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Theresa May: an important step in ensuring people suffering a mental health crisis get the help they need.
I am delighted to be here today and to welcome you all to the launch of this very exciting pilot. It is exciting because it marks a further step in ensuring that people suffering a mental health crisis get the support and help they need, and deserve, and moves us forward in a really big way.
I want to say a big thank you to Rachel Kundasamy and Thomas Gillespie of the Richmond Fellowship and Sarah Gates of Sussex police force and all those who have made this happen. Your willingness to work together to find an alternative health-based place of safety has been excellent and is a model we can take forward elsewhere.
Thanks must also go to Marian Trendall of Sussex Partnership NHS Trust, the Sussex Clinical Commissioning Group and NHS England and other partners who have worked together for over a decade.
Everyone here today knows just how important this launch is.
When vulnerable people with mental health needs suffer a breakdown, or a psychotic episode, we know that very often the police are the first to be called on to respond.
Now the police are not medics. They are not social workers. Their job is fighting crime and catching criminals.
But all too often, because of a lack of access to health-based places of safety, somebody does find themselves detained under Section 136 in a police cell, for want of somewhere else to go.
This is not good for people undergoing traumatic and frightening experiences. And it is not a good use of police time.
People experiencing a mental health crisis need a bed, not a cell. They deserve a proper assessment of their needs in a proper healthcare setting. They need compassion, medical help and a safe – non-intimidating – place to go to.
I know that a lack of suitable places has been a particular problem here in Sussex. You have among the highest numbers of Section 136 detentions of any police force in the country, and yet you suffer from a shortage of accessible health-based places of safety.
That’s why – working with the Department for Health – we do need to increase the number of health-based places of safety, so that there is always somewhere other than a police cell available.
And it is why this pilot is vital. It’s not just about places of safety, it’s about alternatives. It demonstrates how charities and non-government organisations can work effectively with the public sector to fill the gap and provide such provision. And in doing so, they bring with them a wealth of understanding, expertise and energy. It is a genuine alternative.
What I have seen here today – the facilities you have developed – are truly first rate. The environment is altogether far more suitable and welcoming; it’s been thought through and I have been particularly struck by the way the room has been designed to be homely and calming.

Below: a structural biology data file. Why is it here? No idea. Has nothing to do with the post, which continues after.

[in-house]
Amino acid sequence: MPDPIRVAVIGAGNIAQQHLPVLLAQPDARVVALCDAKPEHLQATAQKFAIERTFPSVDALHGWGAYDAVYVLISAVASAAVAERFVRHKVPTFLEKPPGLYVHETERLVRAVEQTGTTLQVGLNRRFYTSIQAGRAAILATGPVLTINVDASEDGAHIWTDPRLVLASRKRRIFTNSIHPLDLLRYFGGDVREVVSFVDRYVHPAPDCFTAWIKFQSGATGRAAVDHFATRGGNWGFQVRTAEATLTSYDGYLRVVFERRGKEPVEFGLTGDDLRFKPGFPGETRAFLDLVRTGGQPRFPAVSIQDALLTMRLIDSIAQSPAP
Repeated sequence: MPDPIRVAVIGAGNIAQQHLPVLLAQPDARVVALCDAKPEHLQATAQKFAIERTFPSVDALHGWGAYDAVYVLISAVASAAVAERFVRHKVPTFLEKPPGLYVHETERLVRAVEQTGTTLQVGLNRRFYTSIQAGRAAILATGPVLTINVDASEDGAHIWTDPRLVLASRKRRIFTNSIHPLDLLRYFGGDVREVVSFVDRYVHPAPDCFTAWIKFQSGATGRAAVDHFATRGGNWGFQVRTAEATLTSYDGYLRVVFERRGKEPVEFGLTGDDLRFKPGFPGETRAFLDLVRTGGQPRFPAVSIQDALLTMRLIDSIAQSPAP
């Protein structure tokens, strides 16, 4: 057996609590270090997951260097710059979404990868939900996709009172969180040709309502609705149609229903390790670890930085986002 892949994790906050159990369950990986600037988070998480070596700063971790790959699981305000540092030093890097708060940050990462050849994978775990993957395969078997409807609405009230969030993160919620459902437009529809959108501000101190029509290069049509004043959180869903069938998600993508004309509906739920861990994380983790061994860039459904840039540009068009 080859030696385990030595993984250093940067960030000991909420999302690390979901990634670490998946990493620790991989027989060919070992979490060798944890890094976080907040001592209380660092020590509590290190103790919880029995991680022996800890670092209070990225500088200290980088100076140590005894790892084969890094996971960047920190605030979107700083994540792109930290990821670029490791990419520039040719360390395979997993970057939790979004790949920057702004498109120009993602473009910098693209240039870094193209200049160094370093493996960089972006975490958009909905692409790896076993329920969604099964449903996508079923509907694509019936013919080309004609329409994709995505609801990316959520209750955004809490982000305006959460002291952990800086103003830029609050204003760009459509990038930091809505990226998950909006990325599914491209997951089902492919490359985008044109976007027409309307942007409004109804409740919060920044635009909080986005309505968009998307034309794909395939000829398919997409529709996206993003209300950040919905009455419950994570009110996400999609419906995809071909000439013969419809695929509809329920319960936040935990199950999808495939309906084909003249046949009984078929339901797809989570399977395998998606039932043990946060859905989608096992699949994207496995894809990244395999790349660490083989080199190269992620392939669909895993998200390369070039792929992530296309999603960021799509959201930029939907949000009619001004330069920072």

This is a fantastic step in the right direction, not only for Sussex, but in providing an example for other areas too. As Home Secretary, I have consistently said that the way we treat the most vulnerable in our society – at the moments when they are most in need – is of the utmost importance. That is why I have been determined that we do change the police response to people with mental health needs.
At the Home Office, along with the Department for Health and NHS England we have been working on a wide-range of measures from street triage pilots to a trial scheme to test a new model of liaison and diversion. We have published a Mental Health Crisis Care Concordat, to ensure that all those involved in supporting someone in a crisis work together to improve the system of care.
And alongside a review with the Department of Health of Sections 135 and 136 of the Mental Health Act, I have asked Her Majesty’s Inspectorate of Constabulary to undertake a specific thematic inspection on the welfare of vulnerable people in police custody. This report will be published imminently.
This is an area that I know many police and crime commissioners are also playing an important role and in many places they are doing some excellent work.
I know that in addition to this alternative health-based place of safety, Police and Crime Commissioner Katy Bourne and Chief Constable Giles York have supported the extension of the East Sussex street triage scheme into the west of the county. I visited some time ago and saw the impact the scheme is already having.
We have seen just how successful such schemes can be in reducing the number of Section 136 police custody detentions, and ensuring that people get the right support and care. In Eastbourne your street triage scheme has reported a 30% reduction in Section 136 detentions. So I would also like to wish you every success with the expansion of your scheme.
I hope that the pilot we are launching today will be just the start of the changes we can make. That the example set by the Richmond Fellowship and Sussex Police in finding an alternative health-based place of safety will inspire others to seek solutions where traditional services are not available.
It shows what can be done when people pull together and work to make a difference – that was the first thing we talked about when I arrived this morning. You’ve all sat down together and done something truly exciting.
I wish you good luck and all the best with this pilot.